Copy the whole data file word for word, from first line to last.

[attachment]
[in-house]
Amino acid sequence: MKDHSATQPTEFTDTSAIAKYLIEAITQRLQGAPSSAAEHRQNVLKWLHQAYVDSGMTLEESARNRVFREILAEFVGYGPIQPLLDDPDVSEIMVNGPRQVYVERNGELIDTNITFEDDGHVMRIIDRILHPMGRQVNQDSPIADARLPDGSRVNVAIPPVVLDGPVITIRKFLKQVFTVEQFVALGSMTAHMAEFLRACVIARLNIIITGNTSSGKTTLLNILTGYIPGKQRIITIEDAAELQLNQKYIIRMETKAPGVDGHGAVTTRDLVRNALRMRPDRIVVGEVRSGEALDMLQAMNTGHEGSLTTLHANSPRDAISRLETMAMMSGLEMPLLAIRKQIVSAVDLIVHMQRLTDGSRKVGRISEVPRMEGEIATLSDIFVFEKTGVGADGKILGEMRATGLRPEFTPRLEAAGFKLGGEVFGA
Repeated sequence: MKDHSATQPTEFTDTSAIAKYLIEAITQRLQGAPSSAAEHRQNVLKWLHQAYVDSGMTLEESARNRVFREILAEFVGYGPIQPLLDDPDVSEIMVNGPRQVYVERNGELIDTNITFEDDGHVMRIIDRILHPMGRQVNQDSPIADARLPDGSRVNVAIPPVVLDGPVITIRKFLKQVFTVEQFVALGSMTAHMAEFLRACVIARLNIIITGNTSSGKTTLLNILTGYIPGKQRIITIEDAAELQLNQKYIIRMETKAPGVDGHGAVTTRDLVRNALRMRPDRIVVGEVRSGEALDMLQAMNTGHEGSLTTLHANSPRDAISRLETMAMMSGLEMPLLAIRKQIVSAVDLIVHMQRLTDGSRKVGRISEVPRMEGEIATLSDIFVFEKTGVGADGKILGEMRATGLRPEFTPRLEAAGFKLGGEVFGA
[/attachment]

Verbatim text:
[in-house]
Amino acid sequence: MKDHSATQPTEFTDTSAIAKYLIEAITQRLQGAPSSAAEHRQNVLKWLHQAYVDSGMTLEESARNRVFREILAEFVGYGPIQPLLDDPDVSEIMVNGPRQVYVERNGELIDTNITFEDDGHVMRIIDRILHPMGRQVNQDSPIADARLPDGSRVNVAIPPVVLDGPVITIRKFLKQVFTVEQFVALGSMTAHMAEFLRACVIARLNIIITGNTSSGKTTLLNILTGYIPGKQRIITIEDAAELQLNQKYIIRMETKAPGVDGHGAVTTRDLVRNALRMRPDRIVVGEVRSGEALDMLQAMNTGHEGSLTTLHANSPRDAISRLETMAMMSGLEMPLLAIRKQIVSAVDLIVHMQRLTDGSRKVGRISEVPRMEGEIATLSDIFVFEKTGVGADGKILGEMRATGLRPEFTPRLEAAGFKLGGEVFGA
Repeated sequence: MKDHSATQPTEFTDTSAIAKYLIEAITQRLQGAPSSAAEHRQNVLKWLHQAYVDSGMTLEESARNRVFREILAEFVGYGPIQPLLDDPDVSEIMVNGPRQVYVERNGELIDTNITFEDDGHVMRIIDRILHPMGRQVNQDSPIADARLPDGSRVNVAIPPVVLDGPVITIRKFLKQVFTVEQFVALGSMTAHMAEFLRACVIARLNIIITGNTSSGKTTLLNILTGYIPGKQRIITIEDAAELQLNQKYIIRMETKAPGVDGHGAVTTRDLVRNALRMRPDRIVVGEVRSGEALDMLQAMNTGHEGSLTTLHANSPRDAISRLETMAMMSGLEMPLLAIRKQIVSAVDLIVHMQRLTDGSRKVGRISEVPRMEGEIATLSDIFVFEKTGVGADGKILGEMRATGLRPEFTPRLEAAGFKLGGEVFGA